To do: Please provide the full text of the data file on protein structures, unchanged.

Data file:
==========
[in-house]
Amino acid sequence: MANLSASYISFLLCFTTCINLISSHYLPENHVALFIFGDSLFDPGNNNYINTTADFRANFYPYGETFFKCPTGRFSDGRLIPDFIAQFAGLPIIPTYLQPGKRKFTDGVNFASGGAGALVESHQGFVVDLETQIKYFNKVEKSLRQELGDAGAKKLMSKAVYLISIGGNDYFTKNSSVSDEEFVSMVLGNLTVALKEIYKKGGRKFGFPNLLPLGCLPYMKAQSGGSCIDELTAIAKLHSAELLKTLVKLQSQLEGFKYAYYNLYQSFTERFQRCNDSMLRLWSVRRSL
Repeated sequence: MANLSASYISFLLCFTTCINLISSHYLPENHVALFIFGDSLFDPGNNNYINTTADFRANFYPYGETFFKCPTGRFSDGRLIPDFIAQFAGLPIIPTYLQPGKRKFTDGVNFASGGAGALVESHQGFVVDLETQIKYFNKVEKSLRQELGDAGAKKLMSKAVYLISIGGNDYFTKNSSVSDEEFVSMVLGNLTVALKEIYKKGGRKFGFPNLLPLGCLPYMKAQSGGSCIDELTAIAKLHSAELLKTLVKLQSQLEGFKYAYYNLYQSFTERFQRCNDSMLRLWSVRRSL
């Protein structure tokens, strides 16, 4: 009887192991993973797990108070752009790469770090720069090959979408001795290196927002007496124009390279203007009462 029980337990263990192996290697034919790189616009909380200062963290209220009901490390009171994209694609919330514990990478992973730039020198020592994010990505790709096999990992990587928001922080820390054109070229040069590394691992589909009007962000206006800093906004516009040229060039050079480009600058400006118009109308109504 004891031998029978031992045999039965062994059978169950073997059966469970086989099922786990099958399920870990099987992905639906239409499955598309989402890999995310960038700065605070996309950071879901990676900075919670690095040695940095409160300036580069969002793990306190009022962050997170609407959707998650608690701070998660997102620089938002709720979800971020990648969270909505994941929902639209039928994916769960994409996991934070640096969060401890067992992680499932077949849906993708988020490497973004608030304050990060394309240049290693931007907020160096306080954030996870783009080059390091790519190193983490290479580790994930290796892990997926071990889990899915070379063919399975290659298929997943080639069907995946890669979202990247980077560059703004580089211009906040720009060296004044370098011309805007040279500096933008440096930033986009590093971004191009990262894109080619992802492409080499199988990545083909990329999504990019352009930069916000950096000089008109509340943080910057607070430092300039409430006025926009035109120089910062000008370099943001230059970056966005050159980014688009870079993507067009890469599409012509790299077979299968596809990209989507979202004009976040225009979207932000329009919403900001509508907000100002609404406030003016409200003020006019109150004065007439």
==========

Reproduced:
[in-house]
Amino acid sequence: MANLSASYISFLLCFTTCINLISSHYLPENHVALFIFGDSLFDPGNNNYINTTADFRANFYPYGETFFKCPTGRFSDGRLIPDFIAQFAGLPIIPTYLQPGKRKFTDGVNFASGGAGALVESHQGFVVDLETQIKYFNKVEKSLRQELGDAGAKKLMSKAVYLISIGGNDYFTKNSSVSDEEFVSMVLGNLTVALKEIYKKGGRKFGFPNLLPLGCLPYMKAQSGGSCIDELTAIAKLHSAELLKTLVKLQSQLEGFKYAYYNLYQSFTERFQRCNDSMLRLWSVRRSL
Repeated sequence: MANLSASYISFLLCFTTCINLISSHYLPENHVALFIFGDSLFDPGNNNYINTTADFRANFYPYGETFFKCPTGRFSDGRLIPDFIAQFAGLPIIPTYLQPGKRKFTDGVNFASGGAGALVESHQGFVVDLETQIKYFNKVEKSLRQELGDAGAKKLMSKAVYLISIGGNDYFTKNSSVSDEEFVSMVLGNLTVALKEIYKKGGRKFGFPNLLPLGCLPYMKAQSGGSCIDELTAIAKLHSAELLKTLVKLQSQLEGFKYAYYNLYQSFTERFQRCNDSMLRLWSVRRSL
């Protein structure tokens, strides 16, 4: 009887192991993973797990108070752009790469770090720069090959979408001795290196927002007496124009390279203007009462 029980337990263990192996290697034919790189616009909380200062963290209220009901490390009171994209694609919330514990990478992973730039020198020592994010990505790709096999990992990587928001922080820390054109070229040069590394691992589909009007962000206006800093906004516009040229060039050079480009600058400006118009109308109504 004891031998029978031992045999039965062994059978169950073997059966469970086989099922786990099958399920870990099987992905639906239409499955598309989402890999995310960038700065605070996309950071879901990676900075919670690095040695940095409160300036580069969002793990306190009022962050997170609407959707998650608690701070998660997102620089938002709720979800971020990648969270909505994941929902639209039928994916769960994409996991934070640096969060401890067992992680499932077949849906993708988020490497973004608030304050990060394309240049290693931007907020160096306080954030996870783009080059390091790519190193983490290479580790994930290796892990997926071990889990899915070379063919399975290659298929997943080639069907995946890669979202990247980077560059703004580089211009906040720009060296004044370098011309805007040279500096933008440096930033986009590093971004191009990262894109080619992802492409080499199988990545083909990329999504990019352009930069916000950096000089008109509340943080910057607070430092300039409430006025926009035109120089910062000008370099943001230059970056966005050159980014688009870079993507067009890469599409012509790299077979299968596809990209989507979202004009976040225009979207932000329009919403900001509508907000100002609404406030003016409200003020006019109150004065007439």